My month in paradise has passed like a fleeting dream, and I’m reluctantly packing to return to Cairo and then home, where there is no turquoise sea, no swim-up bar or Tok Toks or daily maid service, no Abdullah or Maggie or Nick or Kadija or Victor. All of us are a bit glum about leaving. Reality is always harsh after a residency, but something tells me it will be particularly cruel this time. We’ve had a fun last week, beginning with a group event hosted by the El Gouna branch of the Bibliothèque d’Alexandrie and attended by members of the community. We each read for ten minutes, me from When She Woke, for only the second time ever. The highlight of the evening was an enthusiastically received performance of two scenes from Abdullah’s new play, Mrs. Ghada’s Pain Threshold. I played the title character; Maggie was my mother and Nick my plastic surgeon (Mrs. Ghada has an identity crisis that leads her to get liposuction).
The 22nd was Nick’s birthday, and we celebrated with champagne at the hotel, followed by an excellent French meal at a local restaurant. Nick channeled Tom Jones & Austen Powers for the occasion, as you’ll see in the photos below. A splendid time was had by all.
Photos: me reading from WSW; the big performance (I’m anesthetized during this scene, probably the best use of my acting talent); the abashed birthday boy; lovely Maggie; Nick in his groovy shirt surrounded by his fans.
Friday night is the party night in El Gouna, with a live open-air show in the marina. It’s hard to convey the surreality of watching women in hijabs watching a Russian Beyoncé wannabe wearing a black lace teddy lip sync to “Put a Ring On It” while surrounded by three male dancers in drag. The pictures really don't do it justice.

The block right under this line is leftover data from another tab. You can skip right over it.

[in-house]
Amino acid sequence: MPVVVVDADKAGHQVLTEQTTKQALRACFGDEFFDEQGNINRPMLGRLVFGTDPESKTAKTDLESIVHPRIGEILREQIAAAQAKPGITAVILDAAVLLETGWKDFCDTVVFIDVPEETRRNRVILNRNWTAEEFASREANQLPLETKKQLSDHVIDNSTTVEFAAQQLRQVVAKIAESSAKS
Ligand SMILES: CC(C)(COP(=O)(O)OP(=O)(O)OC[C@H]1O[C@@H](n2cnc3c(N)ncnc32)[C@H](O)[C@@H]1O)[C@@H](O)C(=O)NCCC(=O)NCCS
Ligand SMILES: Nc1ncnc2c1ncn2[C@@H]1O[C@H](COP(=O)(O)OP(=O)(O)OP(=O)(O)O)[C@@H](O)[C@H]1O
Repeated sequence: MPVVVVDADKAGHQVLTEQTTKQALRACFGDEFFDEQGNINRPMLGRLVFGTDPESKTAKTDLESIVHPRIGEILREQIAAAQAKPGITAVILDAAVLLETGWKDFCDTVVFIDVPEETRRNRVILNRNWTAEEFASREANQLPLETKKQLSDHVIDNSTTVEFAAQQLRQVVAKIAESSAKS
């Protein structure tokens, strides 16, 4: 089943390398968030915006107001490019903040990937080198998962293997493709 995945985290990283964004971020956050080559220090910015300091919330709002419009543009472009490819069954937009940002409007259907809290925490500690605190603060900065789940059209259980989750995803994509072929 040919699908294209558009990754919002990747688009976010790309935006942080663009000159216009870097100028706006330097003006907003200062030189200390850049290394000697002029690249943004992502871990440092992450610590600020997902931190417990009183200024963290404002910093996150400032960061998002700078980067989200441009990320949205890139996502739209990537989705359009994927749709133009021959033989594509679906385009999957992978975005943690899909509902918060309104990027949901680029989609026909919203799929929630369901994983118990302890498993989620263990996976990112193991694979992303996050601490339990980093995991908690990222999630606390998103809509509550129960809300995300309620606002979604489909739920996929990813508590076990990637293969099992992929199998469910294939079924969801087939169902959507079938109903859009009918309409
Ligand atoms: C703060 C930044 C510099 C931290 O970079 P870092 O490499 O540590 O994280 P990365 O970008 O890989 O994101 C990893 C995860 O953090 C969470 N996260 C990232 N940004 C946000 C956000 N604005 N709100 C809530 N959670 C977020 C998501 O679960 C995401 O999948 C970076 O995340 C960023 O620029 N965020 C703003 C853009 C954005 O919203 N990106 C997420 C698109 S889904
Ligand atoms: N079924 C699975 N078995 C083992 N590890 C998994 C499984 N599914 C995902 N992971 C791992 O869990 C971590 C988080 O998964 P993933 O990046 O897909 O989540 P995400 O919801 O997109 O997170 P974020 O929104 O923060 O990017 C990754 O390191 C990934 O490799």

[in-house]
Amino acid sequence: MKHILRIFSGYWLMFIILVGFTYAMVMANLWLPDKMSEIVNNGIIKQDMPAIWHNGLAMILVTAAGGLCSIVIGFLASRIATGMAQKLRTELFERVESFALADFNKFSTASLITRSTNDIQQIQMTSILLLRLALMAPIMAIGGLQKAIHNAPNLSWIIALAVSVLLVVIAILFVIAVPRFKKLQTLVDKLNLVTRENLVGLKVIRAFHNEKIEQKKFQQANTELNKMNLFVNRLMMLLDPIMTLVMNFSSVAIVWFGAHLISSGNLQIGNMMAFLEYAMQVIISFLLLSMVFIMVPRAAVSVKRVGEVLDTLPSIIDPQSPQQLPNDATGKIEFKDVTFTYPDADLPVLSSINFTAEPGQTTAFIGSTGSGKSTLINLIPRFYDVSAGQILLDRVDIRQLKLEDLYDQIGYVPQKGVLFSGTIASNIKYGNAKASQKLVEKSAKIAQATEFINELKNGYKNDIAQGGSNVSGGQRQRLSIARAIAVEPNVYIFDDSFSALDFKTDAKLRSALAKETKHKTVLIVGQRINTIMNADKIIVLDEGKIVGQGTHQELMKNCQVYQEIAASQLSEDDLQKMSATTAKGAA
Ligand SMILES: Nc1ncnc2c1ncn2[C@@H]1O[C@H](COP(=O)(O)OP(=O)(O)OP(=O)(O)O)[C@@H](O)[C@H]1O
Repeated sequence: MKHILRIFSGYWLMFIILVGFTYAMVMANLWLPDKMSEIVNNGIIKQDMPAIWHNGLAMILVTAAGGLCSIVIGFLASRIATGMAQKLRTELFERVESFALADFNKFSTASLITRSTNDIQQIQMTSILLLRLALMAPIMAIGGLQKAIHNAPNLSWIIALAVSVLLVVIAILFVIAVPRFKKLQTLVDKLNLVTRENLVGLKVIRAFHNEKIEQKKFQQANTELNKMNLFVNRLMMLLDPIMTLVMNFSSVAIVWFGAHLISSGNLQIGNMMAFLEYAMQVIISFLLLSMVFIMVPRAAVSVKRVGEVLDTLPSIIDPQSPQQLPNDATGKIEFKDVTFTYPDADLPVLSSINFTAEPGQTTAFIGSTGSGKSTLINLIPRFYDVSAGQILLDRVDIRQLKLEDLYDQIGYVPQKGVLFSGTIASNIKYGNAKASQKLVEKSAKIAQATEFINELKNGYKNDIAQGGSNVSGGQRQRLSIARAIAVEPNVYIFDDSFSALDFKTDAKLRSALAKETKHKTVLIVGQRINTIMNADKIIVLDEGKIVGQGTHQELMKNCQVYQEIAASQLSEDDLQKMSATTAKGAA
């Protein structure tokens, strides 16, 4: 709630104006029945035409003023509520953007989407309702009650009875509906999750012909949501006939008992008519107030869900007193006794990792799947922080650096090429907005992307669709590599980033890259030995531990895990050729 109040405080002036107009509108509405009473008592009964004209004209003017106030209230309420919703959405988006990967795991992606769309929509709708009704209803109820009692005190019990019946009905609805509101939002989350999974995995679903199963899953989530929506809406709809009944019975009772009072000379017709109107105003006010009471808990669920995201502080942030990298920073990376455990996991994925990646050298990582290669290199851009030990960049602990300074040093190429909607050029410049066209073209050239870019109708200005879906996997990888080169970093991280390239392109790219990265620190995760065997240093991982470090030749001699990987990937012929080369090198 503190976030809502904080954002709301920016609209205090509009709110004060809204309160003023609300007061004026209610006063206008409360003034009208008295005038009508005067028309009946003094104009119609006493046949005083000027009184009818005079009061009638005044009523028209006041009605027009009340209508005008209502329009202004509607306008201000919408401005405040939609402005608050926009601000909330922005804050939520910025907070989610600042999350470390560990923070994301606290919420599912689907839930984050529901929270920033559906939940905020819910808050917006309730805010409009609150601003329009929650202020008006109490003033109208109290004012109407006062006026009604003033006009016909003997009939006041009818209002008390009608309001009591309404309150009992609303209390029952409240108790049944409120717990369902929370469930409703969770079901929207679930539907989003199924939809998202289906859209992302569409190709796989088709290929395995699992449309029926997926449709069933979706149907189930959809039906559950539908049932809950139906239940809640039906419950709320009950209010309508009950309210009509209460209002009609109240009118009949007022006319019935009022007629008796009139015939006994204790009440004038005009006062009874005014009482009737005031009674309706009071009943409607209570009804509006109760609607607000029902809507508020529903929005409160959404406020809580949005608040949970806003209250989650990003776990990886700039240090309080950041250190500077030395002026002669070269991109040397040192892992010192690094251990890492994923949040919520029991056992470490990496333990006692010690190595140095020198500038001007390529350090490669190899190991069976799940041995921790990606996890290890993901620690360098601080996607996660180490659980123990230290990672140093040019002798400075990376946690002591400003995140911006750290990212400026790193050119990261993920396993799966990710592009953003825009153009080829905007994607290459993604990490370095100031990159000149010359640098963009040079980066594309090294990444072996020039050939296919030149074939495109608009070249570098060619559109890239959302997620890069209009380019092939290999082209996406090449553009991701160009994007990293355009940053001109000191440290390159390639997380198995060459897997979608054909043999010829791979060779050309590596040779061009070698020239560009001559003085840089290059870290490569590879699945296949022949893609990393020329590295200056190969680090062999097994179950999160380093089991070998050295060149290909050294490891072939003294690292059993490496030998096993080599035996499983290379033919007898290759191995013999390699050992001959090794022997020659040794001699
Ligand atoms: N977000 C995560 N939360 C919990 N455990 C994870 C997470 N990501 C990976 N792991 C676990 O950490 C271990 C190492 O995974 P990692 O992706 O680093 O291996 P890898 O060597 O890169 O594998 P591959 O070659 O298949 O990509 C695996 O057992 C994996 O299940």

On Saturday Abdullah, Kadija and I went snorkeling in the Red Sea, both of them for the first time. Our guide, Mohammed and our captain, Mohammed (Mohammed is the Egyptian equivalent of Bob) took us to a reef 40 minutes by boat from El Gouna. The water was crystal clear and the reef populated by a gorgeous array of tropical fish. There were lots of divers as well as snorkelers, and I was kicking myself for not having gotten re-certified while I was here.
My Arabic lessons with Abdullah have continued. My favorite new expression is fel mesh mesh (in your dreams), which I’ve had multiple occasions to use since Egyptian men are such shameless flirts. Not that I’m complaining . . . they are also, many of them, handsome as gods, with their gorgeous brown skin and dark eyes full of mischief. I also like this word haram (forbidden), and our last night Abdullah and I acted on it, with Maggie and Nick as witnesses, by taking a prohibited night swim, which we’d been wanting to do ever since we arrived.
Shokrun Orascom & the El Gouna Writers Residency for an unforgettable month!
Photos: Friday night in El Gouna; habibis; Kadija on the boat; me and Mohammed, one of the aforementioned flirts; Mohammed's tan vs. mine, which I'd been working on for an entire month (he found this hilarious); Zaher, a charmer who looked after us at the hotel, in my hat; the irresistible lure of the haram.